“Go tell you own story/ Go chase you own dreams,” sings Auna Sims on her debut single, “Right Place,” an exploration of identity reminiscent of ’90s singer/songwriters. “I wrote this song when I was struggling with the ‘Why try again’ questions,” said Sims. Right before she was to audition for the head of the Symphony in her native city of Atlanta, she was suddenly struck by an idiopathic injury to her hand and arm–meaning it was from an unexplained source.
She was prodigiously gifted piano player who grew up the oldest of ten musically gifted children in a house where music infused everything, and had studied classical performance all throughout her childhood and adolescence. Auna was prepared to embark on a post-secondary education centered around the study of the piano. She was devastated.
Music consumed Auna though, and she persevered. Always a fan of classical music, her tastes broadened to include indie music and pop music–insofar as The Beatles and the like mean pop music. Because she had to create, because there was no version of herself that does not make songs come into being, she began to play the piano one-handed. Within these limitations, she developed her performance and her voice. She kept the music to herself and she wrote song after song.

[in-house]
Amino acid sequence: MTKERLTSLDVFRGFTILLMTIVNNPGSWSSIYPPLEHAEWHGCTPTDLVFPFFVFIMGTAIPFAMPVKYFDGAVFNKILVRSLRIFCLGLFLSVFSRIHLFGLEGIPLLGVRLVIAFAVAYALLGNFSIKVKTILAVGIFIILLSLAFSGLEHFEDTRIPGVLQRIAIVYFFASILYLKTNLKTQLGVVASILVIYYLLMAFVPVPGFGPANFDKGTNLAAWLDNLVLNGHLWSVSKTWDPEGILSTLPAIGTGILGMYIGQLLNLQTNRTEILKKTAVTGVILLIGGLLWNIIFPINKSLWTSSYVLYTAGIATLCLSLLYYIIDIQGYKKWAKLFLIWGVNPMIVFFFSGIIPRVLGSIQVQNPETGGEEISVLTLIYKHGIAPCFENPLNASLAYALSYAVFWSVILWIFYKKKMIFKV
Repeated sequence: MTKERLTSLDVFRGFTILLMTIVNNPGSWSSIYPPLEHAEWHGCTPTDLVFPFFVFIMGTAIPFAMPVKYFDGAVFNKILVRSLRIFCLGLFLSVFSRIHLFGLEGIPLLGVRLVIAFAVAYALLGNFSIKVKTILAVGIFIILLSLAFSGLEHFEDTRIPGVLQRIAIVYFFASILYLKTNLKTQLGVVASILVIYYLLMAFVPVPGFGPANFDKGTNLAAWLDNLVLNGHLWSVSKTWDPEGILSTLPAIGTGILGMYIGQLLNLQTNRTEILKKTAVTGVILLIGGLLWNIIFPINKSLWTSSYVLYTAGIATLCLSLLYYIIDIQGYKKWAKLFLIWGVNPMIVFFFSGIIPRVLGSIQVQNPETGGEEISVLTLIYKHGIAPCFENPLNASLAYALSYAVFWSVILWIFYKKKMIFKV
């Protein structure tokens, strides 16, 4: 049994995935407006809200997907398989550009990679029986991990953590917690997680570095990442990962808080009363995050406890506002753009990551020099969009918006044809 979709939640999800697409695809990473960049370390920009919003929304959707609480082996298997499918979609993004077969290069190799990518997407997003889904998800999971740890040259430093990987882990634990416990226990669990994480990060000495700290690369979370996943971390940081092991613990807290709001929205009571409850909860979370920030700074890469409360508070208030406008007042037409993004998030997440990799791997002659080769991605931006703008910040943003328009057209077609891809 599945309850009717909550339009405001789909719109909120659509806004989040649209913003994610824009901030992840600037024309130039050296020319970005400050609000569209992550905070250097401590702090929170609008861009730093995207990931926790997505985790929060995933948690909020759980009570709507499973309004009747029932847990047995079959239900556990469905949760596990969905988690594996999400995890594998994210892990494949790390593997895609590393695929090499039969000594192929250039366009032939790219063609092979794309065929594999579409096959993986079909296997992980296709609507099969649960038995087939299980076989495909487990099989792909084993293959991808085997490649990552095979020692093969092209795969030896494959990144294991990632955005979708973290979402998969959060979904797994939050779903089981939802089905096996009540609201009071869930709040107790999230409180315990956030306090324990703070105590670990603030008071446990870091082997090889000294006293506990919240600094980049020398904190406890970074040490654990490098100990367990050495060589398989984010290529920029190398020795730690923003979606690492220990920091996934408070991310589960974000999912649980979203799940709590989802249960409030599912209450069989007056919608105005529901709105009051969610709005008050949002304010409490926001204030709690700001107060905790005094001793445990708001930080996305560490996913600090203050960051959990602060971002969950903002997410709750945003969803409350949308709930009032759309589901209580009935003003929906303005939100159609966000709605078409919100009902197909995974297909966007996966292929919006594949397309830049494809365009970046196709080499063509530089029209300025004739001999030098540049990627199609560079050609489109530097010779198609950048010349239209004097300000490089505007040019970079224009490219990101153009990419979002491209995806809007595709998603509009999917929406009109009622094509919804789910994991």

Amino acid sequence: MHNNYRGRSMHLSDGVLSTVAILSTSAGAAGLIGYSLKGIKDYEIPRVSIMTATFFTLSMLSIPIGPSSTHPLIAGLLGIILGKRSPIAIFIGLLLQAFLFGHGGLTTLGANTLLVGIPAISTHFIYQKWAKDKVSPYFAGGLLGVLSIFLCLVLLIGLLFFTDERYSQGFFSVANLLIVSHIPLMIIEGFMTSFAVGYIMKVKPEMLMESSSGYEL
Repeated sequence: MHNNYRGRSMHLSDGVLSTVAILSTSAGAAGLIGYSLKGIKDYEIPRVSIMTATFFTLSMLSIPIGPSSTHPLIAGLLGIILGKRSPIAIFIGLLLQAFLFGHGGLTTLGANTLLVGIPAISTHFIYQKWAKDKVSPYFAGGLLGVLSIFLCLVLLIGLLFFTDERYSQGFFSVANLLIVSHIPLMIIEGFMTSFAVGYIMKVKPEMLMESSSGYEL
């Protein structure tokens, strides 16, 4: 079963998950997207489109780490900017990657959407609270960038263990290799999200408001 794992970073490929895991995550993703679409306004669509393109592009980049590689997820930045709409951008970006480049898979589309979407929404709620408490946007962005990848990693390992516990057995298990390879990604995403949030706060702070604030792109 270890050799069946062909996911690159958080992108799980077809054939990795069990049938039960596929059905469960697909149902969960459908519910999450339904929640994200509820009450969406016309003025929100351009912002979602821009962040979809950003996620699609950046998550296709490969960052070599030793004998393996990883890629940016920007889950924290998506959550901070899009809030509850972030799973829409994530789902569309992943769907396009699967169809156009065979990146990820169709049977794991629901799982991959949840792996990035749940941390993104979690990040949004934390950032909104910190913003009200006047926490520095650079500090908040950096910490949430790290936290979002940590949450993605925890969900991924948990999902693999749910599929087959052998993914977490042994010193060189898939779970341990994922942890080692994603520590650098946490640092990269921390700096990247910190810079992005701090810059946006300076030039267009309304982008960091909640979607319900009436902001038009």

The gang at A Badge Of Friendship are back at full capacity for this Thursday’s podcast as Ed returns from his Greek retreat.
They’re joined on the phone by very special guests, Charlotte Krol from The Line Of Best Fit and Andrew from When The Gramaphone Rings, who get down to brass tacks about why they love writing about music and give us an insight into what tracks they’ve fallen in love with this month.
You’ll barely be able to contain your excitement over the news that it’s finally happened—the features are back, and they’re weirder, cheesier, and lovelier than ever. Paul gives Run For Cover Records some love, while Claire breaks out the cheddar over Cuckoolander’s latest track, “Mother Nature,” and Ed takes us to the mashed up world of DJ BC, Philip Glass, and The Beastie Boys.
Music heard live on the show cannot be heard on this podcast but check out the tracks featured on this week’s show below:
Alice Cooper played a surprise reunion with his original band at Good Records: “Good Records has hosted many great in-store signings and shows, but Tuesday night, they made rock ‘n’ roll history when all of the surviving members of the Alice Cooper Group played an 8-song set.“